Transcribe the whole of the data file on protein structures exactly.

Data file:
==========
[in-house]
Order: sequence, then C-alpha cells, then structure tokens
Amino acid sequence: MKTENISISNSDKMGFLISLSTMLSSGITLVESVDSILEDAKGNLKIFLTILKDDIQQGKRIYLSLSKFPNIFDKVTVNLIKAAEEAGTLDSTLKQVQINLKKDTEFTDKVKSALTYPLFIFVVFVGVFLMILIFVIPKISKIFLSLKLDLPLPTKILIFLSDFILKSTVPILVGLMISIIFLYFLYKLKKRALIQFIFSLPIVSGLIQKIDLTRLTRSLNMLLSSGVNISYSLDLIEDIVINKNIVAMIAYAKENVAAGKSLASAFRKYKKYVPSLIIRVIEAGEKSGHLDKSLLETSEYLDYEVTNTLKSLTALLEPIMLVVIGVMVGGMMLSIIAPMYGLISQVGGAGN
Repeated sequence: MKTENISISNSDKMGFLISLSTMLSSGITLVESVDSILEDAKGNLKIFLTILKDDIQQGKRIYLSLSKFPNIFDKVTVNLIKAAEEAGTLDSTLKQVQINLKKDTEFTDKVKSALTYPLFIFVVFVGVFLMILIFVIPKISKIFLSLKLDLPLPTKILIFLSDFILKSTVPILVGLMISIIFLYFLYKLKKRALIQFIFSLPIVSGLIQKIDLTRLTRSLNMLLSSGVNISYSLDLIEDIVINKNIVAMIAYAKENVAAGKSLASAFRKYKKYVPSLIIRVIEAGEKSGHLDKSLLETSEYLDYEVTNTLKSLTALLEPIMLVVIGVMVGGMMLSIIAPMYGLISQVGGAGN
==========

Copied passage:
[in-house]
Order: sequence, then C-alpha cells, then structure tokens
Amino acid sequence: MKTENISISNSDKMGFLISLSTMLSSGITLVESVDSILEDAKGNLKIFLTILKDDIQQGKRIYLSLSKFPNIFDKVTVNLIKAAEEAGTLDSTLKQVQINLKKDTEFTDKVKSALTYPLFIFVVFVGVFLMILIFVIPKISKIFLSLKLDLPLPTKILIFLSDFILKSTVPILVGLMISIIFLYFLYKLKKRALIQFIFSLPIVSGLIQKIDLTRLTRSLNMLLSSGVNISYSLDLIEDIVINKNIVAMIAYAKENVAAGKSLASAFRKYKKYVPSLIIRVIEAGEKSGHLDKSLLETSEYLDYEVTNTLKSLTALLEPIMLVVIGVMVGGMMLSIIAPMYGLISQVGGAGN
Repeated sequence: MKTENISISNSDKMGFLISLSTMLSSGITLVESVDSILEDAKGNLKIFLTILKDDIQQGKRIYLSLSKFPNIFDKVTVNLIKAAEEAGTLDSTLKQVQINLKKDTEFTDKVKSALTYPLFIFVVFVGVFLMILIFVIPKISKIFLSLKLDLPLPTKILIFLSDFILKSTVPILVGLMISIIFLYFLYKLKKRALIQFIFSLPIVSGLIQKIDLTRLTRSLNMLLSSGVNISYSLDLIEDIVINKNIVAMIAYAKENVAAGKSLASAFRKYKKYVPSLIIRVIEAGEKSGHLDKSLLETSEYLDYEVTNTLKSLTALLEPIMLVVIGVMVGGMMLSIIAPMYGLISQVGGAGN